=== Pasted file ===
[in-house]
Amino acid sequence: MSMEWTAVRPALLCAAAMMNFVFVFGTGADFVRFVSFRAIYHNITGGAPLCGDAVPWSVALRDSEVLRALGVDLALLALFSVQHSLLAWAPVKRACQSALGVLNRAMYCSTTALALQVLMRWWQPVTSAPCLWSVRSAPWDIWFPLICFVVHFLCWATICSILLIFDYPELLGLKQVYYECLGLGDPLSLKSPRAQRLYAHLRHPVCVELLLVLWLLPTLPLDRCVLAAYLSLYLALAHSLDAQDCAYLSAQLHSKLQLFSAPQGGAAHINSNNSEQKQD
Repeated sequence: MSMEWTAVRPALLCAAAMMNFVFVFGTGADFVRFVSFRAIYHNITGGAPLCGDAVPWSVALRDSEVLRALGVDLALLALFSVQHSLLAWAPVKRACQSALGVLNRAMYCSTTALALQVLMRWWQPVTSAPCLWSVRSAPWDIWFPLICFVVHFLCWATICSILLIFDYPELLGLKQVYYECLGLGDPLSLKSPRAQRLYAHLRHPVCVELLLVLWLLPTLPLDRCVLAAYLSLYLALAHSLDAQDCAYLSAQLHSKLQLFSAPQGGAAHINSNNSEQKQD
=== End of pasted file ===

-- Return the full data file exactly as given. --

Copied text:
[in-house]
Amino acid sequence: MSMEWTAVRPALLCAAAMMNFVFVFGTGADFVRFVSFRAIYHNITGGAPLCGDAVPWSVALRDSEVLRALGVDLALLALFSVQHSLLAWAPVKRACQSALGVLNRAMYCSTTALALQVLMRWWQPVTSAPCLWSVRSAPWDIWFPLICFVVHFLCWATICSILLIFDYPELLGLKQVYYECLGLGDPLSLKSPRAQRLYAHLRHPVCVELLLVLWLLPTLPLDRCVLAAYLSLYLALAHSLDAQDCAYLSAQLHSKLQLFSAPQGGAAHINSNNSEQKQD
Repeated sequence: MSMEWTAVRPALLCAAAMMNFVFVFGTGADFVRFVSFRAIYHNITGGAPLCGDAVPWSVALRDSEVLRALGVDLALLALFSVQHSLLAWAPVKRACQSALGVLNRAMYCSTTALALQVLMRWWQPVTSAPCLWSVRSAPWDIWFPLICFVVHFLCWATICSILLIFDYPELLGLKQVYYECLGLGDPLSLKSPRAQRLYAHLRHPVCVELLLVLWLLPTLPLDRCVLAAYLSLYLALAHSLDAQDCAYLSAQLHSKLQLFSAPQGGAAHINSNNSEQKQD